It’s less a biography than an extended essay, which is entirely a good thing. If you want a thorough documentation of everything Morrison has done and everyone she knows, there’s always Wikipedia. But if you’d prefer an argument for her importance and a sense of her presence, then you won’t be disappointed.
You occasionally sense the presence of an interesting movie struggling to get out of this hyperactive action comedy — or even just a better Tim Story action comedy, something like “Ride Along” or “Ride Along 2.”
Every time you think Late Night is settling into familiar tropes — about workplace politics, mean bosses, long marriages, fish out of water, bootstraps and how to pull them — it shifts a few degrees and finds a fresh perspective.
Comedy is in a weird place right now, and The Hustle deserves some credit for fulfilling its own modest, escapist ambitions. Unlike a lot of what we see these days, in movies and elsewhere, it doesn’t feel like a rip-off or a scam. It’s downright innocent.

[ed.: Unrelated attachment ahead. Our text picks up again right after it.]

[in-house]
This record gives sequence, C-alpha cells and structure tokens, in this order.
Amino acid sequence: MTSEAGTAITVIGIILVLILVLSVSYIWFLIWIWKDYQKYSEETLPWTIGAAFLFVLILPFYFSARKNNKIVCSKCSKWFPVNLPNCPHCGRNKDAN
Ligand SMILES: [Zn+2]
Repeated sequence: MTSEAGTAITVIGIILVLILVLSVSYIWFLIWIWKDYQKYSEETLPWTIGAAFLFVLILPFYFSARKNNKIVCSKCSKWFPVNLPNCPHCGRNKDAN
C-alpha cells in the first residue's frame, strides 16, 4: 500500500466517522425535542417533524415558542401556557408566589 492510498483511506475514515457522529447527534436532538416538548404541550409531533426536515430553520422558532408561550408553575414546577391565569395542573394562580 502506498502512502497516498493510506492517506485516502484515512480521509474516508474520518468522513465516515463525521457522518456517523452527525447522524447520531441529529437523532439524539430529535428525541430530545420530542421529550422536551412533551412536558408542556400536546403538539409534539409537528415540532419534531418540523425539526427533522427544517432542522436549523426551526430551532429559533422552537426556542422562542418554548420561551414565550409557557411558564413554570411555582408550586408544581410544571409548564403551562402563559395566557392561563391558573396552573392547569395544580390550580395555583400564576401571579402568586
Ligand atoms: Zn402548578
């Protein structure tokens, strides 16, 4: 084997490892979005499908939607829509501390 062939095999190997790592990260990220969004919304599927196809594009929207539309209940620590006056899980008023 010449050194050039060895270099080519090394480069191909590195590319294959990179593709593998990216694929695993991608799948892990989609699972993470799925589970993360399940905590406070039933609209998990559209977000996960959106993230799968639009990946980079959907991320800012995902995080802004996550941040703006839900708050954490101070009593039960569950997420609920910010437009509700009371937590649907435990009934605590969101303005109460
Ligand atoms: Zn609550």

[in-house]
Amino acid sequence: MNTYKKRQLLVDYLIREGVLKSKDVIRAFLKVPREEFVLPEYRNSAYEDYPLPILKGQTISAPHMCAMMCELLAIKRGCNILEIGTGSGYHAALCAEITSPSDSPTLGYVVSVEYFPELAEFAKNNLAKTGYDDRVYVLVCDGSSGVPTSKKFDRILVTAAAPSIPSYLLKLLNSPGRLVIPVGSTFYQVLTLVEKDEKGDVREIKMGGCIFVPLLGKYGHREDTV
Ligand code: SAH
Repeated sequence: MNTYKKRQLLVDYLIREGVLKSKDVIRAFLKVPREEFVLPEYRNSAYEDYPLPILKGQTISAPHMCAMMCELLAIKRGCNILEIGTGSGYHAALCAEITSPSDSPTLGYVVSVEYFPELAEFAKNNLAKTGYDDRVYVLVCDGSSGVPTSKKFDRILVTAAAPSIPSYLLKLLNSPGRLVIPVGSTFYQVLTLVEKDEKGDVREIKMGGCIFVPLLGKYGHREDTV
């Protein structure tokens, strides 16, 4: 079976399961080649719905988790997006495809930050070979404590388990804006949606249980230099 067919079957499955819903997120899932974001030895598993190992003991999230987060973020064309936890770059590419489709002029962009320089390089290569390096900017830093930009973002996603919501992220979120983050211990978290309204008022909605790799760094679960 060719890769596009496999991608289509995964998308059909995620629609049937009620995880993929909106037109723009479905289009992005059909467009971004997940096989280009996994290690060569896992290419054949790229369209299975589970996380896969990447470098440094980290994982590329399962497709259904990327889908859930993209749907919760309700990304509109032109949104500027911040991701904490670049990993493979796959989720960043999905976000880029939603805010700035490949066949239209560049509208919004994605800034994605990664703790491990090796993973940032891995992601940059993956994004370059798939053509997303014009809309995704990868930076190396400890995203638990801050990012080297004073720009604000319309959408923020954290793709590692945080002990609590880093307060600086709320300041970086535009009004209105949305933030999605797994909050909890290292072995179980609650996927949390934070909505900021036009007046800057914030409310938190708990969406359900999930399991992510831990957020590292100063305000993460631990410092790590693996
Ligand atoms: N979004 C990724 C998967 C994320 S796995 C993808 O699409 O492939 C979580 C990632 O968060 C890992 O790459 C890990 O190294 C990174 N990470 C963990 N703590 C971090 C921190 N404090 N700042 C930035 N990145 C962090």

The sweet smarts of Mitchell’s first movie, “The Myth of the American Sleepover” (treated to a bit of auto-allusion in “Silver Lake”) aren’t much in evidence here. Nor are the slippery psychosexual scares of “It Follows,” his breakthrough horror movie from 2015. The ambitions this time are grander, but also vaguer and duller.
Rather than illuminating the politics of the present by examining the struggles of the past, Bissell lurches from folksy comedy to clattering melodrama, producing the opposite of enlightenment. To quote an old protest song: When will we ever learn?
What The Beach Bum celebrates as transgression is pure tedium. What it takes for divine lunacy is frat house doggerel. The booze flows freely. The women are topless and ornamental. The cars and boats are fast and expensive. There’s nothing much worth writing about.